Dr. Christian Tribowski, Managing director and chief editor of The Shotokan Times, stated: “I had the chance to meet Soke Kanazawa last year during the 40th anniversary festivities of SKIF in Tokyo. His health had deteriorated already. But I did not imagine to see him for the last time. His death has left a huge void in the karate world. He was Mr. Shotokan, a splendid and charismatic personalty. Generations after generations have learnt from him the true meaning of karate do.”
Deteriorated Health of Soke Hirokazu Kanazawa
In January 2009, Kanazawa suffered a skiing accident. Trough a badly fall he crushed three vertebra. Although already in his 70´s he recovered and taught Shotokan until 2012. Then he retired and spend most of his time in Japan.
Beside the skiing accident rumors spread that Soke Kanazawa also suffered two strokes in the last decade. Last year on the 40th anniversary of SKIF in Tokyo, he had difficulties to walk and could barely speak. Yet, he was the charismatic karate master who had a room filling presents.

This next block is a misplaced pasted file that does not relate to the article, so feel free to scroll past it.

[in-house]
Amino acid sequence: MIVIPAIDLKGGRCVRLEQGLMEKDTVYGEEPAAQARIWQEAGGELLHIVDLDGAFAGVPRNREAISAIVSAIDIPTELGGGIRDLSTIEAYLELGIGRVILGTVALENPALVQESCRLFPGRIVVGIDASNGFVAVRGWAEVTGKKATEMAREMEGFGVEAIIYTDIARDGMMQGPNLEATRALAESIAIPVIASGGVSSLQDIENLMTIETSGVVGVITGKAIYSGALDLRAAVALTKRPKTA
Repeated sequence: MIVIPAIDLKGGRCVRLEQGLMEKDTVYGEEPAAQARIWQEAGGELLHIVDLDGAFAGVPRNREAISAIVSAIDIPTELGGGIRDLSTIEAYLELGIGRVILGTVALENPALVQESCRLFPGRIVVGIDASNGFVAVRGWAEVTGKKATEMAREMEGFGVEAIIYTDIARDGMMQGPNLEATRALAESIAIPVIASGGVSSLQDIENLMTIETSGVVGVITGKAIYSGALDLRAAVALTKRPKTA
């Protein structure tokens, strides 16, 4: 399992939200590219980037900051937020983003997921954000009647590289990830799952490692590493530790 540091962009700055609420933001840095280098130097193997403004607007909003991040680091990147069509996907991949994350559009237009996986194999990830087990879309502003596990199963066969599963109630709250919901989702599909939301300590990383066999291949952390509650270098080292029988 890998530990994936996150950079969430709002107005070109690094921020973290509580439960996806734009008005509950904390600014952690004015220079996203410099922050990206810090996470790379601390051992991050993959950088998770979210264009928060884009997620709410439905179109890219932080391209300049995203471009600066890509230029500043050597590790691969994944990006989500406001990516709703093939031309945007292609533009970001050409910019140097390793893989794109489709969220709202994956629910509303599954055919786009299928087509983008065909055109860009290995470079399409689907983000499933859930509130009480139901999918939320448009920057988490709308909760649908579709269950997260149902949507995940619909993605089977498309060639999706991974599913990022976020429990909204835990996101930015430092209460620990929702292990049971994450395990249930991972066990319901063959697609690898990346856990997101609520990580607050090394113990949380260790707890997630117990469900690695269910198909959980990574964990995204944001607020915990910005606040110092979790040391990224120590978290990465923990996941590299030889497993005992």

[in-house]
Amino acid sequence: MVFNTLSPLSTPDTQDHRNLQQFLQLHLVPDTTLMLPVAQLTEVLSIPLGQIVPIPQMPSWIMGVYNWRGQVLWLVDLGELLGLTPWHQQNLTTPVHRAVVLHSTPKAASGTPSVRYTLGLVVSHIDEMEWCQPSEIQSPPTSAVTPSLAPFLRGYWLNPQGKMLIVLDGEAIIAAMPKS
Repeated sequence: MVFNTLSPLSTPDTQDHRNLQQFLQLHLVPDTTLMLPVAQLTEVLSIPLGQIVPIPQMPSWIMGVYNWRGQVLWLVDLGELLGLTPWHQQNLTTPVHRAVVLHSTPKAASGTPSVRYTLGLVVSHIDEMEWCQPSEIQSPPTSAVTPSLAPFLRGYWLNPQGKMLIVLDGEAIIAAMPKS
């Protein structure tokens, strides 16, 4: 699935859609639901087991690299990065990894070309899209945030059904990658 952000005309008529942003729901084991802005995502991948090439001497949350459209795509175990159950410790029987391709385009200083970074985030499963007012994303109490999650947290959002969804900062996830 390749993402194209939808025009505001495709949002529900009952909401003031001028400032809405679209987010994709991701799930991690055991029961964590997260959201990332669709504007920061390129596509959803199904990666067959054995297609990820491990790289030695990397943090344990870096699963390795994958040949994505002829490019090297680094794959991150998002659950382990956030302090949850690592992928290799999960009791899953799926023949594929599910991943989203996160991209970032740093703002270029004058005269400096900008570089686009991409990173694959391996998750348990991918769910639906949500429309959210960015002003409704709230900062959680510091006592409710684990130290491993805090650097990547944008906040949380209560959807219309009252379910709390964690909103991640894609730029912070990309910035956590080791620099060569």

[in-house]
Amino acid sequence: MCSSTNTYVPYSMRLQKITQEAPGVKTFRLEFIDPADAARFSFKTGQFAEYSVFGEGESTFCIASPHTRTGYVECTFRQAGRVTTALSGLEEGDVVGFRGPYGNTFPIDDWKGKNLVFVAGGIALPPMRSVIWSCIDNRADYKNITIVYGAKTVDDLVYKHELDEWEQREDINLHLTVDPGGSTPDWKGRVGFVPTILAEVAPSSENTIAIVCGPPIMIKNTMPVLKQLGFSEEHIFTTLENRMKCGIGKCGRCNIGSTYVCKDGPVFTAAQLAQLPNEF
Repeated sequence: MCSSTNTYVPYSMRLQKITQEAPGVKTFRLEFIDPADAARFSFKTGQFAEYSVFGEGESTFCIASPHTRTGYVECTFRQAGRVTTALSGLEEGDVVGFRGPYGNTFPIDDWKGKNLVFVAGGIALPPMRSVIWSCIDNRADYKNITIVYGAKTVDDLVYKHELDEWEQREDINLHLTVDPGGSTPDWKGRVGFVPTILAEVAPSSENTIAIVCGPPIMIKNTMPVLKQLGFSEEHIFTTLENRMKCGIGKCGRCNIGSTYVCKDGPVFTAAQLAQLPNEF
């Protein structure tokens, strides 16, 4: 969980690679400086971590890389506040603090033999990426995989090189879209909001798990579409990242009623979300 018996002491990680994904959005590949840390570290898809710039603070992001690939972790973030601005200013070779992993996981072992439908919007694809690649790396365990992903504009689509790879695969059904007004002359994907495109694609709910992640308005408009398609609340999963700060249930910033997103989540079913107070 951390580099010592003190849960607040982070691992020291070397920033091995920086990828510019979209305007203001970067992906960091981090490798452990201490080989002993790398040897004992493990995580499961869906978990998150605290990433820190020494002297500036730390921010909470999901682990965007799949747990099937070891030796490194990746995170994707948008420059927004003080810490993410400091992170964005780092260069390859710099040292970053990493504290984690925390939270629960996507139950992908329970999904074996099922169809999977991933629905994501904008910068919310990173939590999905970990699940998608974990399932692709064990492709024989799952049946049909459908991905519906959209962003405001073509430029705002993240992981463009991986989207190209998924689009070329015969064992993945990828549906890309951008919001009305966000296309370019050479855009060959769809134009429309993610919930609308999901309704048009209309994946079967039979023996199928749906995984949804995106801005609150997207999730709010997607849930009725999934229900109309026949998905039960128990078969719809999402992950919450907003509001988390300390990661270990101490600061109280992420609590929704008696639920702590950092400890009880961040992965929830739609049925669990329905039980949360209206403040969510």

The Legend Hirokazu Kanazawa
Soke Kanazawa was an outstanding Karate master. Patrick Donkor and Dr. Christian Tribowski concluded in a recent portrait about him in The Shotokan Times:
Like no other, Hirokazu Kanazawa coined Shotokan karate in the 20´s century. He studied directly under Gichin Funakoshi and Masatoshi Nakayama. His technical elegance as well as his philosophy made him an unprecedented karate master. After leaving the JKA he founded the Shotokan Karate International Federation in the late 1970´s, which chief instructor and later soke he became.
Hirokazu Kanazawa About Life and Death